Intervju med Chris Kuzawa

Hvordan former tidlige eksponeringer helsen vår?

Det er ingen hemmelighet at det vi opplever tidlig i livet er viktig mtp. å forme oss som mennesker. F.eks. vil et barn som ikke opplever kjærlighet utvikle seg på en litt annen måte enn ett som opplever mye varme og omtanke i tidlig alder. Det en del derimot kanskje ikke er klar over er at en del slike prosesser begynner veldig tidlig, faktisk lenge før barnet er født, og medfører endringer på et genetisk nivå, i form av epigenetisk regulering.

I nyere tid har et eget felt relatert til akkurat dette utviklet seg, der mye av arbeidet faller inn under begrepet The Developmental Origins of Health and Disease (DOHaD). For en del år tilbake siden leste jeg en god bok med tittelen Evolutionary Medicine and Health: New Perspectives. Der er det et kapittel som omhandler akkurat disse tingene. Av alt innholdet, var det det jeg fant absolutt mest interessant, noe som la grunnlaget for at jeg ikke så lenge etterpå (i slutten av 2017) tok kontakt med og gjennomførte et intervju med forfatteren av kapittelet – en ekspert på DOHaD ved navn Chris Kuzawa.

1. Who are you? What’s your profession and educational background?

I am a biological anthropologist with training in public health (epidemiology). I received both my PhD in Anthropology and my MSPH in Epidemiology from Emory University, in Atlanta, in 2001.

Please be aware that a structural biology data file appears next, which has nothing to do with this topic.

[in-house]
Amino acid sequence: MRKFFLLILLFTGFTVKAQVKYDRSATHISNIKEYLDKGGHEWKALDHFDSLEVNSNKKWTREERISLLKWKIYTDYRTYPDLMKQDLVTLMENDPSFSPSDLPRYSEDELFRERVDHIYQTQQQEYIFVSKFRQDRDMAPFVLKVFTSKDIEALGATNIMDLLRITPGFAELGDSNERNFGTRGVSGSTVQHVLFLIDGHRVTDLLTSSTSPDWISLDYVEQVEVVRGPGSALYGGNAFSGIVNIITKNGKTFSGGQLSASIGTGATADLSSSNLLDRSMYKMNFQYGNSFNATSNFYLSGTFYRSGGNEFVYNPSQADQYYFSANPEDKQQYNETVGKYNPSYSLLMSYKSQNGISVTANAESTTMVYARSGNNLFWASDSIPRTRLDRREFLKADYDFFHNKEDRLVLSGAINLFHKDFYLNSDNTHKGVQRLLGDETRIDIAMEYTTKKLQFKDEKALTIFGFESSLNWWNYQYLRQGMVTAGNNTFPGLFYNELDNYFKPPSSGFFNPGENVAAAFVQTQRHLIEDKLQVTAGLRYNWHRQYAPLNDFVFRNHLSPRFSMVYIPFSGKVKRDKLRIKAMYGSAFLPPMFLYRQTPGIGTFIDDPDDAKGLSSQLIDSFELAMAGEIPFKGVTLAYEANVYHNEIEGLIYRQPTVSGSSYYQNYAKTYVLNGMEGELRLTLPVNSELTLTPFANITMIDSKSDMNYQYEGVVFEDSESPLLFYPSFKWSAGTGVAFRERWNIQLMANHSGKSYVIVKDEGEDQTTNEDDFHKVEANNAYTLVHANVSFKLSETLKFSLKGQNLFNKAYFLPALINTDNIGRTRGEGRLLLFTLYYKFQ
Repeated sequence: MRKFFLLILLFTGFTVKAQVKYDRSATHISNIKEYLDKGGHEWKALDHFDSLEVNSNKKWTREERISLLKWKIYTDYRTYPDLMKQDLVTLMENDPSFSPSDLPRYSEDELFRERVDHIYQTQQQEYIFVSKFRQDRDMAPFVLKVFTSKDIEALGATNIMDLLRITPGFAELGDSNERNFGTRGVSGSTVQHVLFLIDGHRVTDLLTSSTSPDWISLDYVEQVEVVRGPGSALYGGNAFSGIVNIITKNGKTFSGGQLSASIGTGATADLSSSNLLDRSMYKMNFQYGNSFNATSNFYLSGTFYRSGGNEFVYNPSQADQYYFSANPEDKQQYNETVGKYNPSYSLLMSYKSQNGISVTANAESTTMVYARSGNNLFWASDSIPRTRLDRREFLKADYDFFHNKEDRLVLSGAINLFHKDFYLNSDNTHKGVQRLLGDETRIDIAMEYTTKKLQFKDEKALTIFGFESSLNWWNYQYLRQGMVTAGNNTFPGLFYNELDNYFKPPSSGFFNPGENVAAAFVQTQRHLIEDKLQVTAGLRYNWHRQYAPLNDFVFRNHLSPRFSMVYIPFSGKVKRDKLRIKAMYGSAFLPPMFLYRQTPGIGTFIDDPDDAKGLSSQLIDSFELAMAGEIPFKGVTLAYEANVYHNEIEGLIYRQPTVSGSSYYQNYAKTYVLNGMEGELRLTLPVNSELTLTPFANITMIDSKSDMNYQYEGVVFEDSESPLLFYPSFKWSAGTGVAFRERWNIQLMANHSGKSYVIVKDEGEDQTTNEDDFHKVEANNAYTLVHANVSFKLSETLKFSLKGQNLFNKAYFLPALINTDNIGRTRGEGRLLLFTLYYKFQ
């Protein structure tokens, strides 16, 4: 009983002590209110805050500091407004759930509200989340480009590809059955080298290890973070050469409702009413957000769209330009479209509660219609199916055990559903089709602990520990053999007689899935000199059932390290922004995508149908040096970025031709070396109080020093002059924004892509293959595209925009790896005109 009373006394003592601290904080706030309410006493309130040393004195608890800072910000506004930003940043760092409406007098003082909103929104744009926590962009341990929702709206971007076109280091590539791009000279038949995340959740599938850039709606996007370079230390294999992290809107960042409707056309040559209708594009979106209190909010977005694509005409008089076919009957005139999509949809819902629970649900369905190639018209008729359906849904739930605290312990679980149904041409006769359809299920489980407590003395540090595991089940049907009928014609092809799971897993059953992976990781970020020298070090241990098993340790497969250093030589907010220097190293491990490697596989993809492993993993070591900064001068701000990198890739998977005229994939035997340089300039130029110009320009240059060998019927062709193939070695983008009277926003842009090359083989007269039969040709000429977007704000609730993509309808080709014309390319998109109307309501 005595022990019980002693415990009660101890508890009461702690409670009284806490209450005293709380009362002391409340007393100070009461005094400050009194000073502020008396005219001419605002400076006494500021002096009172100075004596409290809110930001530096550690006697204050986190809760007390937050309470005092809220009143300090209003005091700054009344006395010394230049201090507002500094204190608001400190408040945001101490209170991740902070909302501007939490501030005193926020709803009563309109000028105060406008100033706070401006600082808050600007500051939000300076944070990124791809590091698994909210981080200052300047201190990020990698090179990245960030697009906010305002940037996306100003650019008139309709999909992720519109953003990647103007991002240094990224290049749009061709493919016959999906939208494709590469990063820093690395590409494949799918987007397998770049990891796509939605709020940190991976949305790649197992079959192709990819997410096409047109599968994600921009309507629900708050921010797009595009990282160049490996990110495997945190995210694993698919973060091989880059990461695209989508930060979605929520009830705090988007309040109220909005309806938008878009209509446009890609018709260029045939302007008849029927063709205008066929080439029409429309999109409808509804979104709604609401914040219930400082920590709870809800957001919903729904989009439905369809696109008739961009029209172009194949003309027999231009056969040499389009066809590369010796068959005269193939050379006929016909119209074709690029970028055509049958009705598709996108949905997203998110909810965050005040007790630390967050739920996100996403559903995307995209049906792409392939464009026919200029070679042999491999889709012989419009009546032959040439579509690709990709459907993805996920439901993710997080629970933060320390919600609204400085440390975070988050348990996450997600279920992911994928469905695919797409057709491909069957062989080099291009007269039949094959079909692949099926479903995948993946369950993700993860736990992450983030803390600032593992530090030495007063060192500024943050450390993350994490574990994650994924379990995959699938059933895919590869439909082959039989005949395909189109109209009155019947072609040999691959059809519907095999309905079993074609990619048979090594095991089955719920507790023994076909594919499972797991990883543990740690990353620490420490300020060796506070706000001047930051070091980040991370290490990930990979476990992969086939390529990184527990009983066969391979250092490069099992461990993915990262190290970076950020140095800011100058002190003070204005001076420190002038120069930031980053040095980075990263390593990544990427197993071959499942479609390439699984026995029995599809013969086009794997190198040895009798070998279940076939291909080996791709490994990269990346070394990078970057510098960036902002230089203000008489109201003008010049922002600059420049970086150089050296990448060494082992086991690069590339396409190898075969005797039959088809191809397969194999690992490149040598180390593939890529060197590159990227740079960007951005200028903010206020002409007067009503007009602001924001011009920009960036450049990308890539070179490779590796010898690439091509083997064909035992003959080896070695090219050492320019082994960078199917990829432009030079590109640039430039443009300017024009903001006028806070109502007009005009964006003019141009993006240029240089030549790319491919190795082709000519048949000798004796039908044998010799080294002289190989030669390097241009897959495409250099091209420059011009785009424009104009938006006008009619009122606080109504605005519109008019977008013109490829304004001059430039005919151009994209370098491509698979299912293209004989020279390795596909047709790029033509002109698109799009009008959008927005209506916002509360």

2. How did you get interested in evolutionary biology and Darwinian/evolutionary medicine?

My home discipline of biological anthropology shares much in common with medicine and public health, because we study issues like human growth and development, endocrinology, immunology, and the emergence of chronic disease in relation to culture and lifestyle change.  Where anthropology differs from the applied health fields is in focus – because biological anthropology is a field built upon a foundation of evolutionary biology, we tend to study human biology and health through the lens of evolutionary theory. So in many ways our discipline is the home of evolutionary medicine, and some of the earliest examples come from our field. Frank Livingstone, who was instrumental in linking human farming to malaria and sickle cell in West Africa, was an anthropologist. James Neel, the geneticist who proposed the thrifty genotype hypothesis, was an anthropologist. Mel Konner and colleagues, who proposed the “Paleolithic prescription”, were mostly anthropologists.  So in our field there has been a natural marriage between evolutionary principles and the study of health.

3. What’s the main focus of your research?

I am broadly interested in using principles from developmental and evolutionary biology to gain insights into the causes of major public health issues like cardiovascular disease. For much of my work I collaborate with an incredible group of researchers in Cebu, the Philippines, along with collaborators in the US, to study the long-term impacts of one’s early life experiences. In addition, I have interests in other topics, including the evolution of the human brain, the hormonal changes that help human males transition into fathering roles and the social origins of health disparities related to race and class.